Discussion questions and links:
First, some links in case you want to watch some of the viral clips discussed in the book.
Panda Cheese Commericals: https://www.youtube.com/watch?v=XYz3sl0LEA4
Dove’s “Evolution”: https://www.youtube.com/watch?v=iYhCn0jf46U
Blendtec’s “Will it Blend (marbles)”: https://www.youtube.com/watch?v=3OmpnfL5PCw
Ken Craig’s “Clean Ears Everytime”: https://www.youtube.com/watch?v=RzYtMeIFH8o
Google’s “Parisian Love”: https://www.youtube.com/watch?v=nnsSUqgkDwU
Now the discussion questions:
What makes products and ideas catch on and become popular? Why do some stories get shared more than others? Why are some rumors infectious? What makes things “go viral”? In Contagious, Jonah Berger shares the secret science behind social transmission. Why we talk about and share some things rather than others. Why we pass things on. Filled with engaging stories and comprehensive research Contagious is an essential tool for anyone that wants to make their product or idea spread.
Topics & Questions for Discussion
1) Consider and discuss the most recent email forward you received. It might have been a news article, video, or story. What aspects of the STEPPS framework did it adhere to? Do the same analysis for the last viral video you watched, hot restaurant you tried, hit movie you saw, etc. Which concepts in the framework apply?
2) Which examples that Berger mentioned (e.g., Blendtec, Dove’s Evolution, white iPhone earbuds) had you been aware of before the book? Trace how these cultural touchstones came to you.
3) Discuss and analyze something you do using the lens of game mechanics. What makes that game, club, website, community, or activity so engaging? Consider each of the STEPPS. What keeps you hooked? Also, why do we value achievement so much? Where is an area you’ve noticed yourself being motivated by it?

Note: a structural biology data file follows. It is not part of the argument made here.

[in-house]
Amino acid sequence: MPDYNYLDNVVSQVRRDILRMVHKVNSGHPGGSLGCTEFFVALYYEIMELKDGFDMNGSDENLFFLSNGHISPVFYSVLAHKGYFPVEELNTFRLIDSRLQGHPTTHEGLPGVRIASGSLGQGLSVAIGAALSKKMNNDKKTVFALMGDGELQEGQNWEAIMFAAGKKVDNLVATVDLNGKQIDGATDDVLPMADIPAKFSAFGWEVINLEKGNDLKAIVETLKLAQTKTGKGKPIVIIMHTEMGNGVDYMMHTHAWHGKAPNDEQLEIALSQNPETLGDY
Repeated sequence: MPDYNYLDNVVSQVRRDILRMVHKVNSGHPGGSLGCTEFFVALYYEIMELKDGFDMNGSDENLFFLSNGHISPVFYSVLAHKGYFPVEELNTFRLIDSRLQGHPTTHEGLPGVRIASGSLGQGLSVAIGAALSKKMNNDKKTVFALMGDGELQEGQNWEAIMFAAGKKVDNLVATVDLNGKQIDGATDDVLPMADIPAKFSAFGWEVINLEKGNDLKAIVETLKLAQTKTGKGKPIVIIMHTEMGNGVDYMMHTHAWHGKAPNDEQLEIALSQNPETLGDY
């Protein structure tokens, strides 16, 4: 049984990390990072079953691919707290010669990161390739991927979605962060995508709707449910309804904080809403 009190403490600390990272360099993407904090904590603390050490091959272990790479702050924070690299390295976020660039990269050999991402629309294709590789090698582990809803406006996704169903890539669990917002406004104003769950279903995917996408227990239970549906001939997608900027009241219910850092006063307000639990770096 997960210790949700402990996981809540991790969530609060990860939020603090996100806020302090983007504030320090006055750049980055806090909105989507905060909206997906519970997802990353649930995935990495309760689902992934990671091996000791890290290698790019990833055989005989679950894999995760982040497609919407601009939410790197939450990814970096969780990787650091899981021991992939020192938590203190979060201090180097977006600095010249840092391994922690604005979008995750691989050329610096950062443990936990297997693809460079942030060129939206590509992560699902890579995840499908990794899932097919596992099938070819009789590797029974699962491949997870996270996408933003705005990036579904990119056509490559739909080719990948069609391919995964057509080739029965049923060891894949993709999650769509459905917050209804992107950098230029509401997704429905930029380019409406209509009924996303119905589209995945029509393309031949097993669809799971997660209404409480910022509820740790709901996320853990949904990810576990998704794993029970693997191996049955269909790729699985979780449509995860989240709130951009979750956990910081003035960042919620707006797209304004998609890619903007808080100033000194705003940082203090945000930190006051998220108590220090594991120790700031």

4) Can mundane things (like a blender) really diffuse through public consciousness as quickly as remarkable things can? Does sensationalism or novelty (inherent remarkability) carry an advantage, even when STEPPS are considered?
5) What is an example where you’ve noticed yourself being motivated by scarcity? New high tech devices (new phones, gadgets, etc.) are frequently scarce when they are released. Does possession of these products carry social currency? Does their frequent release (a veritable flooding of the market) make them less scarce?
6) Would you brave the phone lines to enter Please Don’t Tell? What about its seclusion appeals to you? Is there also something that turns you off to the fight for a seat?
7) Compare an instance of ongoing and immediate word of mouth. Is one more powerful than the other?
8) Without thinking too hard, what is currently top of mind for you? Can you identify triggers is your own life that bring things to mind? For example, whenever I see or hear __________ I think about ____________.
9) Like the Mars Bar and Rebecca Black’s Friday, discuss products or campaigns that have “natural” triggers. Does having a pre-existing “habitat” increase likelihood of sharing? Of purchase?
10) Discuss high-arousal versus low-arousal emotions. What are some examples of each that you’ve noticed in your own lives? Is it strange that “contentment” (which so many people strive for in every day life) elicits little arousal? Have you ever shared something sad?
11) Privacy is a paramount concern in today’s information-driven digital era. How does this fit with the idea of making the private public? (Consider Movember, Hotmail, and the Facebook generation.). When do we want our choices and opinions to be public versus private? Where are the lines drawn between open and closed information?
12) Watch Tim Piper/Dove’s Evolution video (included above). Discuss the idea of Trojan Horses and how emotion is coded into the narrative of ideas.
13) Which aspect of STEPPS do you think is most affective? Compare Berger’s various examples of Social Currency, Triggers, Emotions, Public, Practical Value, and Stories. Is one of these characteristics most important for driving sharing? Is there a specific combination that makes one thing more appealing than another?